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Sunday 26 May 2019
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Former govt minister gets TT’s highest award

WENDELL MOTTLEY, 77, former minister and Olympic medallist will be awarded the Order of the Republic of Trinidad and Tobago (ORTT) at today’s National Awards ceremony being hosted at NAPA in Port of Spain.

The Chaconia Medal (Gold) will be awarded to Newsday’s executive editorial consultant Jones P. Madeira, medical practitioner Dr Romesh Mootoo, haematologist Dr Waveney Charles, Central Bank former governor Ewart Williams and former culture minister Joan Yuille-Williams.

Mottley served as a Senator, and then St Ann’s MP from 1991 to 1996. He was finance minister (1992 to 1995) in the first Patrick Manning government. Previously, he was both housing minister (1981 to 1985) and industry ministry (1985 to 1986) in the George Chambers administration.

More recently, Mottley served on Prime Minister Dr Keith Rowley’s Energy Task Force, and in negotiations for a Sandals Resort in Tobago.

At the 1964 Tokyo Olympics, Mottley won a silver medal in the 400 metres and bronze in the 4x400 metres relay.

Newsday was unable to reach him yesterday as all calls to his cellphone went straight to voice-mail.

Madeira told Newsday how happy he was at Mottley’s award. “He is one of those quiet people who served the country very well, by his brightness, forbearance and skills,” Madeira related. “I have interviewed him several times.”


On his own award, Madeira reflected, “It’s been a good ride. Arima is my home and this one’s for Arima.”

He was glad his family will witness it, including his mother and wife. “Naturally one is overwhelmed that the work I’ve done over a lifetime has been recognised. I’m humbled. ”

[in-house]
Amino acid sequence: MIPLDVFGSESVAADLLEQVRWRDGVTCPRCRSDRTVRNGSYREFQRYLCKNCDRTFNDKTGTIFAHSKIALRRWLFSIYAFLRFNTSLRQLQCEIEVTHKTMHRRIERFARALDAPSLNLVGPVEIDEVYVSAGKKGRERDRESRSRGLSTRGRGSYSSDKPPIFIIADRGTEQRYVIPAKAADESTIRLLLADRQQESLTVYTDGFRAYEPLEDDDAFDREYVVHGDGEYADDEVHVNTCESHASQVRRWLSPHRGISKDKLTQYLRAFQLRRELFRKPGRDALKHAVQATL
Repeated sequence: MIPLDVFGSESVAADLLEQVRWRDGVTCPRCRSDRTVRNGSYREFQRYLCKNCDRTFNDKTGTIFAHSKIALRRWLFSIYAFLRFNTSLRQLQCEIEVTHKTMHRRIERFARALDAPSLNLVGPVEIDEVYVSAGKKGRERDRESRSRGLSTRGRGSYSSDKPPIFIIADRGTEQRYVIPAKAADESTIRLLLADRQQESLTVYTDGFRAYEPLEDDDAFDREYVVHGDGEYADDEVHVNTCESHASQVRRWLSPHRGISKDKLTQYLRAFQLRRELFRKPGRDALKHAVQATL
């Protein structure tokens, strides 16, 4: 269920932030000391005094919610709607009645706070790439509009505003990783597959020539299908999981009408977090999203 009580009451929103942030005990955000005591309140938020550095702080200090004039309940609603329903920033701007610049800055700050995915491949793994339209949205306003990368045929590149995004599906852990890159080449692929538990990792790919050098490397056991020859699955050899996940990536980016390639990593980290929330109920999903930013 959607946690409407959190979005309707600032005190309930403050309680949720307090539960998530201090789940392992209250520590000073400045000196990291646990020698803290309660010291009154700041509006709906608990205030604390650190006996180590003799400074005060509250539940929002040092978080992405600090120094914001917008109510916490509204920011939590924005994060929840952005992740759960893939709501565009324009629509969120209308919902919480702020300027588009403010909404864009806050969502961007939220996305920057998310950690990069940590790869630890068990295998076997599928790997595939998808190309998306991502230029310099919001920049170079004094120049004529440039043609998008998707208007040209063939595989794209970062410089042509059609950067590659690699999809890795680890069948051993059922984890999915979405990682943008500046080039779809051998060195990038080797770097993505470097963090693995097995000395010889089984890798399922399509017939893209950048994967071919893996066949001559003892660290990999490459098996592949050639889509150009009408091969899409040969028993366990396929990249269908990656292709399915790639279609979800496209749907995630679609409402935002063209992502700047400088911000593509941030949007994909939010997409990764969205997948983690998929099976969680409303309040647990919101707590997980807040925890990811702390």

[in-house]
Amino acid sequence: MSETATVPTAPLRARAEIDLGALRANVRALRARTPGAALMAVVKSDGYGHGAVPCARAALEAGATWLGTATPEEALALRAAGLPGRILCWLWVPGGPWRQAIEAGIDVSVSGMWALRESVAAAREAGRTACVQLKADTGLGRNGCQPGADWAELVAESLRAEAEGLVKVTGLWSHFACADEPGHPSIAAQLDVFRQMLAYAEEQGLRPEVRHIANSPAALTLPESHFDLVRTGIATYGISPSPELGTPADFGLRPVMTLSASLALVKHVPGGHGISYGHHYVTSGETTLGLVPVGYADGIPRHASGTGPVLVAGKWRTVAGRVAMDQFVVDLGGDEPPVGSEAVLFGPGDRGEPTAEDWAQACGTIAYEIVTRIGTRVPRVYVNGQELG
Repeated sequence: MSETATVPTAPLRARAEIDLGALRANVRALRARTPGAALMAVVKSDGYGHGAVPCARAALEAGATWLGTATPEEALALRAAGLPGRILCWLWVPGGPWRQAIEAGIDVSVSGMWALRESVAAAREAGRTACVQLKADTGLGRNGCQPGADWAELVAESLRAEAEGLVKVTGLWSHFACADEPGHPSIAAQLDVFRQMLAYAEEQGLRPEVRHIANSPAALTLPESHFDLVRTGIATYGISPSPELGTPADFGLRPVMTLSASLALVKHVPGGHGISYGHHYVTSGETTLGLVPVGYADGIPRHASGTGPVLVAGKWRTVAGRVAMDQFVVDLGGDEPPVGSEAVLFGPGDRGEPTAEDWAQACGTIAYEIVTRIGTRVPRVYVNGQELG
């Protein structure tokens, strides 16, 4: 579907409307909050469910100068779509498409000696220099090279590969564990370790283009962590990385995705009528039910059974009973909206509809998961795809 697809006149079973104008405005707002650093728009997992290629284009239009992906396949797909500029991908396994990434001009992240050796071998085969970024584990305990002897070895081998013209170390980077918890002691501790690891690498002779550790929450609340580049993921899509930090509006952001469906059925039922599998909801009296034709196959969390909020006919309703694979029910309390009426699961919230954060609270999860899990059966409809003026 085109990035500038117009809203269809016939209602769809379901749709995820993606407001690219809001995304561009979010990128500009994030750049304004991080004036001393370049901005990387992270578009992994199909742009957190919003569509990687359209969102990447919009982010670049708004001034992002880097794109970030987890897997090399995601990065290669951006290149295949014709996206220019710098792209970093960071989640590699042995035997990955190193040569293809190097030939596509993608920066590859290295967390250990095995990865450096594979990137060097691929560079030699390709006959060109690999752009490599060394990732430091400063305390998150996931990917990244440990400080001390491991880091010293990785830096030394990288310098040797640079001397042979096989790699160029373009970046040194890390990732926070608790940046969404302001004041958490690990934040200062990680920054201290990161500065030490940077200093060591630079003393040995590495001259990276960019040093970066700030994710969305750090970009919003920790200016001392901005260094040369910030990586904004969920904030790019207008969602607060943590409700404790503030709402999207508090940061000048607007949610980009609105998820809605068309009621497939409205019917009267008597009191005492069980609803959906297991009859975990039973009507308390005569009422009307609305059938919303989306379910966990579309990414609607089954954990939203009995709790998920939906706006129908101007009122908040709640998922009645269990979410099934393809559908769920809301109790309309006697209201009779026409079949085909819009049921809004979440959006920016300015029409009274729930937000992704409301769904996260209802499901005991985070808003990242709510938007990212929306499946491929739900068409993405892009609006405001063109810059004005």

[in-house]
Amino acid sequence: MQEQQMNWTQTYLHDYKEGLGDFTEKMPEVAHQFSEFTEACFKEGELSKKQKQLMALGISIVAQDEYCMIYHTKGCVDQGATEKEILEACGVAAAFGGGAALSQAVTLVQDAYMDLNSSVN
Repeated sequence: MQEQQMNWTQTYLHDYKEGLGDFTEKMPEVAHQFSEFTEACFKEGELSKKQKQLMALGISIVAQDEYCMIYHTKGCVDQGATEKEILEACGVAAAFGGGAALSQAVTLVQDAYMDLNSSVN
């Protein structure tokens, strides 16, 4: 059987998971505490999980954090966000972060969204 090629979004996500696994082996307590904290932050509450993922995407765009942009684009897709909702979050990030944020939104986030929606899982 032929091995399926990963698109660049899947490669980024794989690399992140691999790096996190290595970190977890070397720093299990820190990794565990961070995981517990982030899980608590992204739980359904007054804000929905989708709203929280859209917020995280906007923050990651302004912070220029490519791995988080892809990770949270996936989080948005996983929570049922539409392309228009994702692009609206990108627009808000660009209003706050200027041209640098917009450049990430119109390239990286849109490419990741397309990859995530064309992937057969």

Madeira said his work had spanned broadcast and print media and corporate communications, in the UK and in the Caribbean, a region he hoped he had helped to be able to see itself. “This one is not for me but for those who continue to aspire to make our nation great.”

Saying he wants to contribute in the winter of his life, Madeira hoped today’s awardees could form themselves into a group to continue to work for the country’s good.

He reflected that the award might also recognise the journalist’s role at moments of crisis, such as the 1990 attempted coup during which he had helped to calm and console other hostages at ttt.

“I also accept this on behalf of the hostages at ttt, to see us through the darkest moments.”

Madeira said that as ttt former head of news he had met successive Speakers to gradually help get television coverage of the Budget speech and then other MPs contributions at Parliament.


Madeira is the fourth Newsday journalist to be awarded a national honour. Former Editor in Chief Therese Mills, who died in 2014, won a Humming Bird Medal (Silver) in 1987 and Chaconia Medal (Gold) in 2012. Retired associate editor John Babb won a Humming Bird Medal (Gold) in 2012 and former staff writer Dr Kris Rampersad, who wrote Newsday’s first ever lead story, rounds off the list as she will today receive the Medal for the Development of Women (Gold).

Madeira paid tribute to the team at Newsday which is celebrating its 25th anniversary, whom he said work extremely hard where he has been editor in chief and then editorial consultant for the past four years.

Contacted for comment yesterday, Dr Rampersad said, “This award is for the nameless and voiceless women and others whom I have tried to represent, whose stories I have written and whose views I have tried to articulate variously as a journalist, an advocate, an activist, as an author, educator and media practitioner in the quest for equity and inclusion; and to open up spaces for women and advance a level playing field for all.”

Rampersad dedicated the award to her mother.

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